WASHINGTON — The first documents from Supreme Court nominee Brett M. Kavanaugh’s time in George W. Bush’s White House were released today as the Senate begins to review the judge’s unusually lengthy public record for confirmation hearings this fall.
The 5,700 pages from Kavanaugh’s time in the White House counsel’s office were posted on the Senate Judiciary Committee’s website after being compiled by a lawyer representing the former president.
But Democrats and others scrutinizing President Donald Trump’s nominee quickly cried foul, saying Republicans are “cherry-picking” from the initial cache of 125,000 Bush documents.
Kavanaugh’s five years in the Bush White House, as White House counsel and staff secretary, are subject to a fierce dispute between Senate Republicans and Democrats about the scope of documents being made available.
The battle over the paper trail has come to dominate the debate over confirming the 53-year-old appellate judge to replace retiring Justice Anthony M. Kennedy.
The thousands of papers released today are being pored over by activists and media organizations for insight into Kavanaugh’s legal thinking, but it’s unclear how revealing the papers will be. One of the initial pages was a discussion of lunch plans.
Sen. Chuck Grassley, R-Iowa, the chairman of the Judiciary Committee has promised the most transparent process yet. The panel eventually plans to make available more than 1 million documents on Kavanaugh, including his 300 court cases as an appellate judge.
But Democrats complain that Bush’s lawyer has been able to selectively review and release documents on an expedited basis without full oversight from the National Archives and Records Administration.
Senate Minority Leader Chuck Schumer, D-N.Y., said the GOP’s unusual process of tapping Bush’s lawyer, Bill Burck, to conduct an initial review and release of the documents is a conflict.
“We are seeing layer after layer of unprecedented secrecy in what is quickly becoming the least transparent nominations process in history,” Schumer said.
Kavanaugh’s extensive time in public service means there’s a long, voluminous record of documents.
The Archives is screening nearly 1 million pages related to Kavanaugh’s time in the White House to make sure none of the material is subject to executive privilege under the Presidential Records Act. It says the review will not be completed until the end of October.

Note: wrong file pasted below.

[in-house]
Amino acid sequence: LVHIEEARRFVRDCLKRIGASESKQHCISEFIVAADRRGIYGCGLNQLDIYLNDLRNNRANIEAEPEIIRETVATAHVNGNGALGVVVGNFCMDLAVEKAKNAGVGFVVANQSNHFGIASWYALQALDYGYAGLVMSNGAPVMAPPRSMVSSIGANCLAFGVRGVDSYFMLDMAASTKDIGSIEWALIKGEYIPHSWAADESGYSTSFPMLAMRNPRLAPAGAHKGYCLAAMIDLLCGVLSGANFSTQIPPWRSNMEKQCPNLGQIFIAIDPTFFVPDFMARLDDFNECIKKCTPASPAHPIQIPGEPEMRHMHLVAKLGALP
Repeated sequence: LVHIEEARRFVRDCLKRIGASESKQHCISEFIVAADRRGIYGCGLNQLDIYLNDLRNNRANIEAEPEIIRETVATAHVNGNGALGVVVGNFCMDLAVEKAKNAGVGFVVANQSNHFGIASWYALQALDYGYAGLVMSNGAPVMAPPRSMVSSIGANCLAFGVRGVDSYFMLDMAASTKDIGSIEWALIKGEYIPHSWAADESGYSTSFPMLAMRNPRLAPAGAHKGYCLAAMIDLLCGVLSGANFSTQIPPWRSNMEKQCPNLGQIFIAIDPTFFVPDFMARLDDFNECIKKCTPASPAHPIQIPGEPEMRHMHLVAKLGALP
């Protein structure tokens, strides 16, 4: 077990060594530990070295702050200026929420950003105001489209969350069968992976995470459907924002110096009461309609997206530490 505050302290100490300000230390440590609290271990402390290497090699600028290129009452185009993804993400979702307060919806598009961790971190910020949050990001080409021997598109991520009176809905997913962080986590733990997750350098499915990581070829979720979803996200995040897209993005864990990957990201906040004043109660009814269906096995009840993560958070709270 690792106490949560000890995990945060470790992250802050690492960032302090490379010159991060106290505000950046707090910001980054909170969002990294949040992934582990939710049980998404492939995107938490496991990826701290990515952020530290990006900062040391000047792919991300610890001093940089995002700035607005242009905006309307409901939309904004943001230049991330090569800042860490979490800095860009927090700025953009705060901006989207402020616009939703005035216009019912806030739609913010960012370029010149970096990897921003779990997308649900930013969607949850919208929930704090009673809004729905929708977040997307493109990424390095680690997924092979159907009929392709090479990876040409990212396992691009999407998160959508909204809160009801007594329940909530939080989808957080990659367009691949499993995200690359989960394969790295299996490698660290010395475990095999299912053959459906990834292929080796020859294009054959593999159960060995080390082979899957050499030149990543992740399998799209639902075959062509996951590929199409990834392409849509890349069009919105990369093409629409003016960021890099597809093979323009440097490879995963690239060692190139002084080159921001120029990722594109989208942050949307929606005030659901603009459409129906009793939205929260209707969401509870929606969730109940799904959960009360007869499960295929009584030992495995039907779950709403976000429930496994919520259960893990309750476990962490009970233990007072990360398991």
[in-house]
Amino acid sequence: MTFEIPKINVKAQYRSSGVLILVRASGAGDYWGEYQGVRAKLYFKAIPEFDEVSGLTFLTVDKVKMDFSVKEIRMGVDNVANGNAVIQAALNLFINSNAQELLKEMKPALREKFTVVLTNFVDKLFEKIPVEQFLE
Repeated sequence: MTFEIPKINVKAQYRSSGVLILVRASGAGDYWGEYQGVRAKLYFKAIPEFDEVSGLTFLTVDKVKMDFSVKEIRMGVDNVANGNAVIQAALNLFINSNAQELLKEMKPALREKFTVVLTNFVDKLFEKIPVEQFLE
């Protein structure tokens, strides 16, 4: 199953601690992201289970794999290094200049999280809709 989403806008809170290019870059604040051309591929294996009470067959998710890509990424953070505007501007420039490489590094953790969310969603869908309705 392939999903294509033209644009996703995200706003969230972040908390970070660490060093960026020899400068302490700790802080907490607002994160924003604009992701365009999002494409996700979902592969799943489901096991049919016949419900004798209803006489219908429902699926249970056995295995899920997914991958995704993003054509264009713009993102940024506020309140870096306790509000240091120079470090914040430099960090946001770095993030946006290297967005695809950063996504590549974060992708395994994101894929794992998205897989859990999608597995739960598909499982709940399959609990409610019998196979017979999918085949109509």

Seeking to expedite the process, Senate Republicans have moved to obtain documents directly from Bush’s team. That screening process is being run by Burck.
In a letter to Grassley last week, Burck made 125,000 documents from the Bush White House available to the Judiciary Committee on a confidential basis, with release pending a decision from the Archives that none of the material should be held back under the Presidential Records Act. But the Archives said it does not have the resources to do the screening, according to Burck, because of its work on the committee’s request for the 1 million pages.
In response, Burck said he was making some of the pages publicly available, even without Archives review.
“In light of the constraints on NARA’s resources, and in the interest of expediting appropriate access,” Burck said he would begin producing documents to the committee on a “rolling basis.” More documents are expected, possibly later this week.
Democrats argue that the expedited process may allow key parts of Kavanaugh’s record to be rolled out on GOP terms.
At particular issue are documents from Kavanaugh’s time at the Bush White House. Republicans want to release only paperwork from his work in the counsel’s office, but Democrats also want records from his three years as staff secretary, where he touched almost every paper that reached Bush’s desk.
The White House files are on top of thousands of other pages being culled from Kavanaugh’s work on Kenneth Starr’s team investigating President Bill Clinton, and from Kavanaugh’s judicial career.
Lawmakers have previously posted thousands of other documents related to Kavanaugh, including his questionnaire and his more than 300 court cases as an appellate judge.
Republicans are eager to confirm Kavanaugh this fall, before the November midterm elections, to deliver on a top Trump priority.
Because Republicans hold a majority in the Senate, confirmation is likely, but with Senate narrowly divided 51-49, they cannot afford a defection in their ranks, if all Democrats vote no. Dates have not yet been set for Kavanaugh’s confirmation hearings.
Associated Press writers Mark Sherman and Jessica Gresko in Washington contributed to this report.